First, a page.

Jordan was incredibly enthusiastic about going to the rec-centre at six in the morning to see the singer guy play in his "natural habitat", but Ruben and I managed to veto him with threats and glares. We simply couldn't understand why he didn't want to set up a meeting at another time instead. Finally, we came to a compromise. Jordan called his friend and set up a meeting at six in the evening. Jordan insisted we carry our acoustic guitars, and Ruben take his harmonica. I didn't know what Jordan had in mind, but I knew I wouldn't like it. Arguing with him seemed futile, though, so I went along with it. I couldn't blame him for his obsessive behavior. The past few months had taken their toll on all three of us. We were sick of jamming and playing the same cover songs over and over again, without a voice to lead us. The man at the reception was notably puzzled to see us carrying instruments. Also, we weren't exactly dressed like gym-goers, but thankfully, he didn't ask any questions. He let us in after seeing our student IDs. We went straight towards the basketball court. Nobody gave us a second glance, so I figured maybe they were used to seeing people carrying musical instruments. "Damn, this place is nice," Ruben said, looking around. "If I wasn't a smoker, I'd come here every day." "To exercise?" "Well, yeah, that's one of the reasons," he said, with a smile. I followed his stare, and saw a bunch of girls clad in sports bras performing gymnastics routines through a glass door. "Ahh, salsa lessons," he said, noticing a sign on one of the billboards, as we walked ahead. "I'm starting to wish I went to this school." "Being a student here isn't exactly a cakewalk," I said. Jordan was a few steps ahead of us, and he seemed to be absorbed in his own world. "Lots of competition, and the syllabus is challenging." "But it's worth it, right?" He asked, and winked. I wasn't very good at understanding double meanings, but even I knew what he was talking about. "Definitely." We reached the piano. It overlooked the floor down the stairs, where people were using dozens of exercise machines, and the door to the basketball court was to its left. A guy with jet black hair sat on the bench, with his back to us. "Sup, Ali," Jordan said, and he turned around. He was white, fat, and wore an Iron Maiden shirt and black jeans. He had a slight slouch, which I associated with head-bangers, and a grin on his face. He and Ruben exchanged greetings, as they had met at the karaoke night while I was out chasing the bartender. "Ah, nice to meet Jordan's new band. You must be Rob," he said, and extended his hand. "And you must be Ali," I said. "What's it short for?" "Alistair," he said. "I think you know my cousin Joy." "Wait, you're Alistair Montemayor?" I asked. "Unfortunately," he said. "That can't be true. She's... Asian." Joy was a friend of mine from Spanish class. She looked nothing like this guy. Firstly, she was skinnier, and secondly, she was a lot more attractive. "How did you know that I know her?" "I checked your Facebook last night. She was one of our mutual friends," he said, as if it was the most obvious thing in the world. I stared at him, trying to see the resemblance. He laughed. "Her mom's Philipino. Even she has trouble believing we're related, but there it is," he chuckled. "She tells people I'm adopted." "You two don't get along?" "Oh, we get along fine," he said. "I tell people the same thing." "What instrument d'you play?" I asked. "Bass," he smirked at Jordan. "Didn't he tell you I was his replacement after the Alien Pudding fired him?" "Ha, ha," Jordan said, sarcastically. "They didn't fire me. I quit." "As if you had a choice, after what you did," Alistair said. "Let's not go into that right now," Jordan said, quickly. "No wait, I want to hear more," I said. "Me too," Ruben chimed in. Jordan gave us an icy stare. "On second thought, never mind," I said. "Anyway, are you the organizer of this Spinning Tomatoes gig?" I asked Ali. "Yup," he said. "We're actually a group. Somebody cancelled at the last second, so we had an empty spot." "It's a charity gig, right?" Ruben asked. "What's the cause?" "Drinking water for kids in Africa," Alistair said. "We do these things every few months. Last time the proceeds went to the World Wildlife Federation, and before that, to build a school in Pakistan, and so on. This one's actually quite low key, compared to the others. We call it Money for A Lot of Things." "Wow, that's admirable," Ruben said. "Also, catchy. Are you a Dire Straits fan?" "Nah. The name wasn't my idea, and personally, I think it's kinda vague. Still, all of the gigs so far have been successes," he said. "We've got a Facebook page with about 5000 fans, and we're thinking of spreading out to other cities near the Triangle area." The Triangle consists of the cities Durham, Raleigh and Chapel Hill. "So you've got a following. Nice. Anyway, tell us more about our mystery singer," I said. "No need for that. He's here," Alistair replied. We turned around, and saw a tall, lanky Asian guy approach us. He fidgeted a little, and had thick straight black hair that reached his shoulders. "Guys, this is Push," Alistair said. "Push, this is the Euphoria Cartel. They'd like to see you play." "Nice to meet you guys," he said, and shook hands with each of us. He resembled Han from the Fast and Furious movies. I looked at Ruben and Jordan, and knew they were thinking the same thing. What kind of a name was Push? He sat down on the piano bench, and Alistair got off it. We all took out our instruments. We sized him up as we introduced ourselves, but he seemed to be at ease. "So. Push. Is that your real name?" Jordan asked. "Nah. My real name's Shou. Push is just a nickname." "How long have you been playing the piano?" "Oh, since I was thirteen," he said. "My parents refused to buy me a guitar. They're orthodox Japanese, and they thought it won't be a good influence. But we had a grand piano at the house, so they got me a tutor." "So you're classically trained?" He nodded, then smiled. "I got him to teach me rock n' roll songs. I know nearly every song from the sixties, seventies and eighties that has piano in it," He put his hands on the keys, and started playing a few bars. "Recognize that?" I didn't, but Ruben did. "'Come Sail Away'. Styx." "First song I learned," he said. Then, he played a few bars from "Bohemian Rhapsody", and then "November Rain". "Name a song and I can play it." "'Lady Madonna'," I said. Without hesitating, he started playing it. I was impressed. "Can you play 'Flight Of The Bumblebee'?" Ruben asked. "Ooh, that's a tough one," he said. "I'll try my best." He started playing the rapid, descending series of notes, but then stumbled halfway through. He cursed, and tried again, and this time made it, but stumbled again. "Is that good enough?" he asked. "That'll do. So you're mostly into rock n' roll, then?" Ruben asked. "Yup," he said. "And Japanese rock." "Japanese rock?" I asked. "Seriously? You mean that L'Arc-En-Ciel sh-t?" "Hey, that's the greatest band ever, man," he said, defensively. I was about to argue, but then Jordan interrupted me. "Well, this is great and all, but we're more interested in your singing," he said. Push's smile disappeared. He looked at Ali. "I thought they wanted a keyboardist." Ali avoided his gaze. "Wait, what?" Ruben asked. "No, we want a singer." "I'm sorry guys, I'm not who you're looking for. Good luck with your search." Push gave Ali a disgusted look, then got up to leave. We stared at him walking away, completely puzzled. Then, Jordan turned to face Ali. "What the hell was that about?" Ali shuffled his feet. "He's a great singer, but he just doesn't want to sing. I think he hates the sound of his voice or something." "Have you actually heard him?" "Yeah, I have... Once." Jordan gave him a questioning look. "Once?" "He got really drunk at this party I took him to, and... it's a long story, but trust me, this guy's got a gift. I'll bet my last dime on it." He sounded sincere enough. Jordan sat down on the bench, exasperated, but I was p-ssed off. "I'll be right back," I said, and sprinted off, trying to catch up with Push. I reached him just outside the rec centre. "Hey, wait," I panted. "Come on, man. Let's sit down and talk about this," I said, pointing to a bench near us. Reluctantly, he nodded, and we sat on it. His hands moved constantly, and he kept drumming his fingers on his thighs, as if he just couldn't sit still. I suspected he was a little ADHD. For a while, neither of us said anything. Then, once I caught my breath, I spoke up. "Ali told us you're really good." "At pianos and keyboards," he said. "Maybe organs and harpsichords. Even harmoniums. Anything that has keys. But I'm not frontman material, man. I can't handle that shit. Do I look like Steven Tyler or Axl Rose to you?" "We don't want an Axl Rose or a Steven Tyler. We just want somebody who can carry a tune," I said. "Sh-t, I've only been playing guitar for like, eight months. Trust me, we don't give a crap." "I... I can't do it. I just can't. I'd be happy to play keyboards..." "We don't want a f--king keyboardist," I said, annoyed. "We need a vocalist." He sighed. "Even if I agree, this gig is in two weeks. I'm just not ready." "Neither am I, but that's the point. You just gotta jump into it, man. Look, I'll be honest with you. I'm new to all this. I barely even listened to music before this year, but then some crazy sh-t happened, and now I'm here trying to talk you into joining my band." I looked him in the eye. "What's the real reason you don't want to do this?" He seemed to be fumbling for words. "Okay. Fine. I'll tell you, but it's going to sound pretty retarded." "I'm sure I've heard worse." "Okay. I can only sing when I'm alone, or when I'm... Drunk." I stared at him, not sure how to react. "You're shitting me, right?" "No, I swear. This is serious." He didn't look like he was lying. "Ali heard me sing at a house party we went to. I had had a few too many beers, and there was a karaoke machine... I just couldn't help myself. Ever since then, he's been trying to get me to join a band." "Did you have a bad experience or something when you were a kid?" I asked. He seemed like he was going to counter that, but then he stopped himself. "How did you know?" he asked. "Doesn't take a genius to figure it out," I said, rolling my eyes. He shrugged. "Ninth grade. I forgot the lyrics halfway through the song, and we were booed off the stage. I didn't agree to a show until the eleventh grade, but even then, I f--ked it up. I suppose I have the vocal skill, but I'm not cut out to perform." I understood how he felt, but I couldn't give him my sympathy. "Look man, whatever happened, happened in the past. We won't judge you. We just want to hear you sing. Come back inside, sing a song or whatever, and we'll decide whether you're right for us or not. You've got nothing to lose." I got up. "One song. Just one song is all I ask." He hesitated for a moment, but then got up. "I'll try." A minute later, we reached the other guys at the piano. The three of them got up so Push could take the bench. "So, are you going to show us what you've got?" Ruben asked. Push didn't reply. He sat down, and put his fingers on the keys. "Name the first song that comes to your mind," he said. "'Desperado'," I said, immediately. I had recently gotten pretty heavily into the Eagles. "By the Eagles. You've heard it right?" "'Desperado' it is," he said, and rested his hands on the keys. Then, he started playing the first few notes of the song. He took a deep breath. Then, he started singing the words. "Desperado," he sang, in a really, really soft voice, as his fingers pressed the keys. "Why don't you come to your senses. You've been out riding fences, for so long now..." Jordan picked up his acoustic bass, and I picked up my guitar. Ruben took his harmonica out of his pocket. I knew the chords to this song, so Jordan simply followed my lead. Together, we started supporting Push. He didn't seem too bothered by the instruments. In fact, his voice grew stronger, and more audible. He sounded a little like Adam Levine combined with Chris Cornell. I didn't like Maroon 5, but I couldn't complain. "Don't you draw the queen of diamonds boy! She'll beat you if she's able, the queen of hearts is always your best bet." Ali started a slow clap, and to my surprise, he was joined by more hands. I turned my head, missing a note in the process, and was surprised to see a few people had gathered in the open space behind us, mostly just sweaty dudes in gym shorts. If Push noticed, he didn't show it. He was absorbed in what he was doing. His voice was clear and unhindered now, and I noticed that Ali was right. Drunk or not, this guy had chops. "Now it seems to me, some fine things, have been laid upon your table, but you only want the ones that you can't get, desperado..." By now, people were stopping in their tracks to stare at the commotion, and I was beginning to feel self conscious. However, I kept control somehow and didn't miss a beat. "Don't your feet get cold in the wintertime, the sky won't snow and the sun won't shine, it's hard to tell the nighttime, from the dayyyyy. You're losing all your highs and lows, ain't it funny how the feeling goes, away..." The slow clap grew louder, and the crowd larger, now consisting of even more sweaty guys in gym shorts. "It may be raining," he crooned, "but there's a rainbow above you... You better let somebody love you, before it's too... Late..." After Push played the final notes, the whole crowd burst into applause. By now, it also contained a few girls, to my relief. Even the people downstairs had paused their cardio machines to cheer at us. I started laughing, when amazed at how ridiculous this was. "Bravo!" somebody yelled. "You guys suck!" Somebody else yelled. Push got up and looked around, finally starting to notice the crowd. "F--k," he said, and grinned. Jordan bowed, and so did Ruben and I, followed by Push. "I told you guys," Ali said, smugly. "I told you he was good." The crowd started to disperse, and downstairs, people got back on their cardio machines. A nerdy looking bespectacled guy came up to us. "That was really cool, guys," he said. "Haha, thanks, man," Jordan said. "I managed to record most of it. It's on my phone, so the quality isn't that great. D'you guys want a copy?" "Sure," Jordan said, taking his phone out. "We'd love one." As Jordan received the video from the stranger, we turned to face Push. Ali clapped him on the back. "That was bada-s, man," "Still afraid of singing?" I asked. "Still convinced you need to be drunk to do it?" "F--k, no," he said, and laughed. "I could get used to this. Thanks, man," he offered me his hand, and I shook it. "Couldn't have done it without you." "Don't mention it," I said. "So. Made up your mind?" Ruben asked. Push and Ali exchanged a look. "I'll join you guys," Push said. "I'll be your vocalist." "Congratulations," Ali said. "You now have a gig, as well as a singer. Don't forget you owe me for both." "We'll buy you Chinese food, once a week, for the rest of the year," Jordan said, as he came back to join us. "Thanks, man." "No need for that. Just give me a good show, eh? Do it for the thirsty kids." He said, with a grin. "I'll see you guys at Spinning Tomatoes." "Welcome to the Euphoria Cartel," Jordan said to Push, once Ali was gone. "With your entry, we are officially a minority band now. Black bassist, Indian guitarist, Hispanic drummer, and Japanese vocalist." "Wait, you're not white?" Push asked Ruben. "And you're the drummer? I thought you played harmonica!" Ruben looked offended. "Don't let the blue eyes and fair skin fool you. I'm Paraguayan. Besides, what sort of a band did you take us for? Bluegrass? Of course I play drums. I just happen to play harmonica, too." Push raised his hands apologetically. "Just asking, man." "Next jam session's tomorrow, seven PM. I'll text you the address," Jordan said. "You do that," Push replied. "I gotta run, now. I'll see you guys." "Me too," Ruben said. "I don't think I'm allowed to park my car here, anyway, so I'd better get going before it gets towed." With that, they left. Jordan and I said nothing to each other as we walked towards the bus stop. "All in all, a good day," Jordan said, as we got there. "A great day, actually." I nodded. "What was Ali talking about, when he said you didn't have a choice, after what you did? What was that about? I thought you quit Alien Pudding because they didn't let you play bass solos or something." "It was much more complicated than that," Jordan said, staring out at the horizon, with his hands in his pockets. "Was a girl involved?" I asked. He pretended not to hear me. "Alright, fine, if you don't want to talk about it, I won't bring it up," I said. "That would be nice," he said. "Anyway, are you ready to be a rockstar?" Jordan asked, with a smirk. "Rockstar? F--k, no," I said. "I can barely believe all this shit's real." Sometimes, the whole year so far seemed amazingly surreal to me, as if I was the lead character in a novel somebody wrote. "Well, good news is, no autotune," he said. "Still not funny, man," I said, as the bus arrived. ***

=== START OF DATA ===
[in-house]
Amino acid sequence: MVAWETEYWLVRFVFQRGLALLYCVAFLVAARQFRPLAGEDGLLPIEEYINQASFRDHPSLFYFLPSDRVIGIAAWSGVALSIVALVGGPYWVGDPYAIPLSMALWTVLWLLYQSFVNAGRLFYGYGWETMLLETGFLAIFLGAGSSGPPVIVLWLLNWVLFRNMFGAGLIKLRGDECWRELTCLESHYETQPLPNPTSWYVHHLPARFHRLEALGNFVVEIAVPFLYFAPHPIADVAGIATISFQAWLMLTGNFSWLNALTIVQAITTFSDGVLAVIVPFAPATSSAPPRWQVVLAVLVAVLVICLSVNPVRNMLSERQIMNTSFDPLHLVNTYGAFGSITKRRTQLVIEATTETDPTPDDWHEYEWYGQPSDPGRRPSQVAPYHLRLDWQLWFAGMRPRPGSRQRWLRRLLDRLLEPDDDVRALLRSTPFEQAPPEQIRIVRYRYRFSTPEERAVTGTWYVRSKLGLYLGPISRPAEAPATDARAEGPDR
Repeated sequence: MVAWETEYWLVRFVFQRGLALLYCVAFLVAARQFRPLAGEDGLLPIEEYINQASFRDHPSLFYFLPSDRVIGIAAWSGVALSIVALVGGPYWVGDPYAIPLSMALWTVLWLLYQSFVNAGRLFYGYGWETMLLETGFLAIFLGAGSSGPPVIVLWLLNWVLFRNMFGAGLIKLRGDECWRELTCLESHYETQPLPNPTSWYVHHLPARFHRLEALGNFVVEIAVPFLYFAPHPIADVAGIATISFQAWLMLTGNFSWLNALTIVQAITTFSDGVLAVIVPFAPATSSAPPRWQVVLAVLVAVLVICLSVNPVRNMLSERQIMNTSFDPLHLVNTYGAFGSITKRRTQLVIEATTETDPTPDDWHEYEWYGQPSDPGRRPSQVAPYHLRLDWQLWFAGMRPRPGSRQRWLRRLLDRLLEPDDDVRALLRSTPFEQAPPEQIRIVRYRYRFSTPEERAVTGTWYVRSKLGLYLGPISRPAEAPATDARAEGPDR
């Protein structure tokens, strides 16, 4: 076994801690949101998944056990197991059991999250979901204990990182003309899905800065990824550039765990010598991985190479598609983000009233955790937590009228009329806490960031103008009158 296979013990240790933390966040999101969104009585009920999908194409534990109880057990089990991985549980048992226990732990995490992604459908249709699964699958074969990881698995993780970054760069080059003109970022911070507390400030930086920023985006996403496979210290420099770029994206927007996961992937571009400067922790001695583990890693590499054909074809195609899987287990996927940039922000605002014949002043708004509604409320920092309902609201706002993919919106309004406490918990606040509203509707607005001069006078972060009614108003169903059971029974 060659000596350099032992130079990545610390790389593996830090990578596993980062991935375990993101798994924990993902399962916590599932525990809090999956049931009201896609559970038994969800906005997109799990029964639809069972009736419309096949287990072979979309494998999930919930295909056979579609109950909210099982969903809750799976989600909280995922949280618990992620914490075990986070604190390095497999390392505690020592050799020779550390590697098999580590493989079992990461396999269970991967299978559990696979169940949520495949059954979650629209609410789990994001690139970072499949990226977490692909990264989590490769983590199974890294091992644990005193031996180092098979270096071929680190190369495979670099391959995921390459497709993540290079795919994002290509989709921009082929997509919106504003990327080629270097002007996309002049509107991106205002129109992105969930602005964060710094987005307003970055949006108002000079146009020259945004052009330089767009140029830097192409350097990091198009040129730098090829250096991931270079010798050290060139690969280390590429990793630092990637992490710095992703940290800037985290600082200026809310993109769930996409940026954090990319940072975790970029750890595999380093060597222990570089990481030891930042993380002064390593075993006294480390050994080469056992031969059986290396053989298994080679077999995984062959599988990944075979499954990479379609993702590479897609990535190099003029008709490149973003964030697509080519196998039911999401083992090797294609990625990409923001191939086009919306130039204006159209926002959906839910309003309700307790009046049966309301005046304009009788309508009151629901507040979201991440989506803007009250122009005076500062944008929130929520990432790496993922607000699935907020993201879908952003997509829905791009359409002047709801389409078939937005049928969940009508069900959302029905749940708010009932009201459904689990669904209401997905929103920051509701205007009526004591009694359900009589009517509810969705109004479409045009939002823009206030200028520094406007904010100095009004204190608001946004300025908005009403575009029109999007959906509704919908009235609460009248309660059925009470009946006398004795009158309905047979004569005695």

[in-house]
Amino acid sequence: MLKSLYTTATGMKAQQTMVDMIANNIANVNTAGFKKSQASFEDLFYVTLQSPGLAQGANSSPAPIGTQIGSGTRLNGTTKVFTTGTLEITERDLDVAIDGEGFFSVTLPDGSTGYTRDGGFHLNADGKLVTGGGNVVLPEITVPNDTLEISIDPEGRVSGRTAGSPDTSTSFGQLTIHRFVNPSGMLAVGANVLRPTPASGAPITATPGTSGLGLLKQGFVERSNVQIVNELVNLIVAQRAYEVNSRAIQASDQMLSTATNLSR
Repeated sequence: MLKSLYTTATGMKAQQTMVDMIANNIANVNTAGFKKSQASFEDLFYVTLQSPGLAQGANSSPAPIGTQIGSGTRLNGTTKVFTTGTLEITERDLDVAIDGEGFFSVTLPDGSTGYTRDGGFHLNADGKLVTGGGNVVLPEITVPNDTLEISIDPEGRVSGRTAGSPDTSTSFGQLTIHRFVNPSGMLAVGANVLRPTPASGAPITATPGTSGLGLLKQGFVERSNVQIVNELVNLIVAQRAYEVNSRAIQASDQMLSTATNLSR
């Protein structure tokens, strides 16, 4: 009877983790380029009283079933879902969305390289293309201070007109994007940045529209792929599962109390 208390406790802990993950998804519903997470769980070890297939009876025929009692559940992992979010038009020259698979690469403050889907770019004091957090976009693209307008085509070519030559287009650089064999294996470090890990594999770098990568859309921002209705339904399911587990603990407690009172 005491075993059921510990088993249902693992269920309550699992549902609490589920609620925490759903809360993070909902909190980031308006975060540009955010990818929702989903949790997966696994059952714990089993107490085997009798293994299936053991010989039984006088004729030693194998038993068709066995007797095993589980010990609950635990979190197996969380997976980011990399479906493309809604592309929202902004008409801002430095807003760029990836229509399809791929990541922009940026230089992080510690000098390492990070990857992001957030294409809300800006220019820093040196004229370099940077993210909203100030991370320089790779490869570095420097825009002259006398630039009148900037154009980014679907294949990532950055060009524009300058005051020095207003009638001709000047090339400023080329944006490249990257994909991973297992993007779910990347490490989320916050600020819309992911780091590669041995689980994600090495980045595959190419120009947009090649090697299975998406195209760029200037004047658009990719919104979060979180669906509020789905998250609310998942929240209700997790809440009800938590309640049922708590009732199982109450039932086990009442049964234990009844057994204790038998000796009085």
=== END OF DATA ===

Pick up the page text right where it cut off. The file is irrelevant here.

More abhilaksh columns:
+ Crossroads. Part 17 Fiction 05/02/2013
+ Crossroads. Part 16 Fiction 10/30/2012
+ Crossroads. Part 15 Fiction 06/18/2012
+ Crossroads. Part 14 Junkyard 12/08/2011
+ Crossroads. Part 13 Fiction 06/30/2011
+ Crossroads. Part 12 Fiction 05/27/2011
+ view all
Comments
Your captcha is incorrect